The architect behind Studio Stekker

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Geurt Kersjes, otherwise known as Dutch producer Pitto, describes how he created one of Europe’s most in-demand collaborative production spaces.

Dreamed up by Dutch producer Pitto in Utrecht back in 2013, Studio Stekker set out to actively encourage artists to experiment and develop, by providing them with the tools they need to grow as musicians. Studio Stekker was initially built to live alongside their festival, also called Stekker, based in Utrecht. “We wanted to offer a platform to artists connected to the festival by giving them the opportunity to not only collaborate in a professional environment, but also to bond and share experiences and knowledge,” Pitto explains about the initial setup.

Since stating out, over 140 artists have made use of the Stekker setup, logging in over 1.000 studio hours, and producing countless hours of music. Artists to have been invited to the space include such prolific names as Object, Junior Boys, Cobblestone Jazz, and many more.

Those lucky enough to have been invited to the studio have spoken about the profound effect it’s had on them and their music. “In the studio, we share life stories and experiences, and connect with one another. That’s what creates this amazing synergy and symbioses when creating music,” Pitto says about the studio.

Secret Artists in Residence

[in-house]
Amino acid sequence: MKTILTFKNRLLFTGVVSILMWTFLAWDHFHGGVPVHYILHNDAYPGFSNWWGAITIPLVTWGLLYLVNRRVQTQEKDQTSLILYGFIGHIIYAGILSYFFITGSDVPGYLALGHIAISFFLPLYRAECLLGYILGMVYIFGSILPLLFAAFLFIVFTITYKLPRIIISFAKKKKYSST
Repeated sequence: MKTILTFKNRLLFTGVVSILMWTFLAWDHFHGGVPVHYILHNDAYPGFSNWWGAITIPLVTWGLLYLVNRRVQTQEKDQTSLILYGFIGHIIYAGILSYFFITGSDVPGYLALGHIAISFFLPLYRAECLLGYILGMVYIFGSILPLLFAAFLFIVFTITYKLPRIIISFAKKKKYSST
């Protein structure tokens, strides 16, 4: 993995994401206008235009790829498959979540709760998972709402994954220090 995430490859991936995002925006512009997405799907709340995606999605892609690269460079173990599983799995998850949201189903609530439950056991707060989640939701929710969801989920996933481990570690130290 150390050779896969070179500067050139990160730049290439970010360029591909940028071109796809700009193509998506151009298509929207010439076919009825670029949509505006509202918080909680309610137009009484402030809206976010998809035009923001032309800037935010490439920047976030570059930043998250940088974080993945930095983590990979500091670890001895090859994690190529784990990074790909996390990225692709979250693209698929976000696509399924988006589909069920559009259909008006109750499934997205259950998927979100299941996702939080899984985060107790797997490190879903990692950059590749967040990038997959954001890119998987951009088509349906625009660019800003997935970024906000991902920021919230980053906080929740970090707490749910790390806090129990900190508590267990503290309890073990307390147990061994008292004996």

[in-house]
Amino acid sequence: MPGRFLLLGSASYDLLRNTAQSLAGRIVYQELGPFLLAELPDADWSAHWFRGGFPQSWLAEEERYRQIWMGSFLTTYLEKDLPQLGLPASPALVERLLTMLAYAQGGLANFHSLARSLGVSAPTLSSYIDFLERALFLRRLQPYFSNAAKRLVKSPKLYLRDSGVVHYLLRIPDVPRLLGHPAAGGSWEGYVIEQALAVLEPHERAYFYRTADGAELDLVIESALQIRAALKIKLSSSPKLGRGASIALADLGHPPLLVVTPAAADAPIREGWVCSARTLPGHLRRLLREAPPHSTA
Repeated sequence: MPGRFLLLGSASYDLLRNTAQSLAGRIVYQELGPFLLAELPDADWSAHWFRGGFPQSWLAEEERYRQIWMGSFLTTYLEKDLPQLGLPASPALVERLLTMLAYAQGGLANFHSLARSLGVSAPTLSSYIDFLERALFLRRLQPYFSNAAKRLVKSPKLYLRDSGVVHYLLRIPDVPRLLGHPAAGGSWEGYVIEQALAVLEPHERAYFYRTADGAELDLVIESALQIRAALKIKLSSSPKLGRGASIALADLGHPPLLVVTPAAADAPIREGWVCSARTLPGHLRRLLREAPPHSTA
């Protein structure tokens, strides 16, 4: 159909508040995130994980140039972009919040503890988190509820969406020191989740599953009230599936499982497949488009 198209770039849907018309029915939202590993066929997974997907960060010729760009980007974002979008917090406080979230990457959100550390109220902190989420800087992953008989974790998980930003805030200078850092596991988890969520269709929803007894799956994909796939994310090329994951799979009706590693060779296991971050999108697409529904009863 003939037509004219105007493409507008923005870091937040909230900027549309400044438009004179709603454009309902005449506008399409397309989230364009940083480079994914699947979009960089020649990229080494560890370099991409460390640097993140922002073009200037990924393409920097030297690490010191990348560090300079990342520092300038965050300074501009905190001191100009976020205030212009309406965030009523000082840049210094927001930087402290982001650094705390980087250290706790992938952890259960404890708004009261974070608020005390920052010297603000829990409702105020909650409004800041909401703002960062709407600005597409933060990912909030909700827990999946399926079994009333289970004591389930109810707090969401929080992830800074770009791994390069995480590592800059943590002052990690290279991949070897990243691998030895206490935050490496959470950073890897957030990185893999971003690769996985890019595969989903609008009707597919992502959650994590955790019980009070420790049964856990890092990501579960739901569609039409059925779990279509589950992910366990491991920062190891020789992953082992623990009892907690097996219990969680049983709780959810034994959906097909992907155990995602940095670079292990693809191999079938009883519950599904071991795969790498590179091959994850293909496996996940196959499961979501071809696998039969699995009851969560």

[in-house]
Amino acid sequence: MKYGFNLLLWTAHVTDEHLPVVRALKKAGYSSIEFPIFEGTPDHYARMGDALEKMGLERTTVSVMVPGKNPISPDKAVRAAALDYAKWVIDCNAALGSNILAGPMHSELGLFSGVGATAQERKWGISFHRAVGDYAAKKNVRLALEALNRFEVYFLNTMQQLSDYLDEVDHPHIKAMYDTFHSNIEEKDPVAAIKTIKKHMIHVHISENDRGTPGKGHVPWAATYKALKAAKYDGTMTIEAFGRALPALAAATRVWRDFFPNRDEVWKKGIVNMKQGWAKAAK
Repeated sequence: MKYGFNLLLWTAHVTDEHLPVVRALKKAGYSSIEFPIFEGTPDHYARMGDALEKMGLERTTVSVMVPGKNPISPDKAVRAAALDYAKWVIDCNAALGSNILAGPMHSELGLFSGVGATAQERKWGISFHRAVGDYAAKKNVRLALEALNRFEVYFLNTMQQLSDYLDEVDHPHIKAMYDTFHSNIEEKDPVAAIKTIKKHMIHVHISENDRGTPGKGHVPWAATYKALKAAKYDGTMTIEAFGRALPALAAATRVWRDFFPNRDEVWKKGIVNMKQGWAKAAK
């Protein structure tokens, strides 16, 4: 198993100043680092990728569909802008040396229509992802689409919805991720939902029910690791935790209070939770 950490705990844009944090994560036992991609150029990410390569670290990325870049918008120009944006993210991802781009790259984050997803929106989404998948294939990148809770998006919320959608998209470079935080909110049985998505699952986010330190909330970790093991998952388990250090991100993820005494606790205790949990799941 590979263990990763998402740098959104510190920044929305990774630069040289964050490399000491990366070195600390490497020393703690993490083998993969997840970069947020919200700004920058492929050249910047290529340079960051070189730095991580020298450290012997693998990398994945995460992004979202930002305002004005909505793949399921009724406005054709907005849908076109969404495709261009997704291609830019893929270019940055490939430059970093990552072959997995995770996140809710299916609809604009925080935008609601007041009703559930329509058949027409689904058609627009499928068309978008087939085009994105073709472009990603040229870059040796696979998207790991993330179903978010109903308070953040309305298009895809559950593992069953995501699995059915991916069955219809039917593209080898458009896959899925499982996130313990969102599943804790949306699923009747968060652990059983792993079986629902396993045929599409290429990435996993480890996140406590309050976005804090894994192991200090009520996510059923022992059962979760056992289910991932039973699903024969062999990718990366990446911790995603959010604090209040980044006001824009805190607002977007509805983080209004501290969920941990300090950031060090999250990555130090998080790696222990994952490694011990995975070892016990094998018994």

More recently, Studio Stekker aligned itself with the Dutch festival Best Kept Secret, bringing together residents of the initial program to collaborate with some of the performing artists.

“The time had come to revamp our platform and I ended up in a conversation with the director of BKS Festival with the working title ‘Secret Artists in Residence,’” explains Pitto about the decision.

The new project consists of two separate studios, each in separate, onsite bungalows: one for electronic musicians, and the other acoustic. Having recorded over three days’ worth of music, Pitto plans to showcase the recordings and stories that were created, with a set of releases scheduled for a later date, and another residency planned for the forthcoming year.

ADAM Audio Sound

Along with the multitude of synthesizers, drum machines and electronic instruments available, Studio Stekker’s sound is powered with ADAM Audio monitors. “I was most impressed by the S3H, they’re so powerful,” Pitto recounts of the residency sessions.

For the Dutch producer, there are many requirements of high-quality monitoring that need to be fulfilled. “You need to be able to listen to them for a long time, without irritating your ears. They need to display a correct image of the important frequencies, to sound natural, and to play the music as realistic as possible to be sure the productions sound ace in a club, at home or in a car too,” he explains.

Along with his work developing the studio, Pitto has also been working on his own musical career. “I’m busy with playing and touring, with a couple EPs that will be released later this year, one of them on Diynamic,” Pitto states about his plans. “Secondly, I’m working on my new live show, and I’m really looking forward to playing this one for an audience.” Once again, looking to make to make that connection, Pitto is never shy of developing his own experiences yet further.

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About the author

Author: ADAM Audio

The team at ADAM Audio regularly puts together new articles or conducts interviews with interesting people for this blog. Stay tuned for more!

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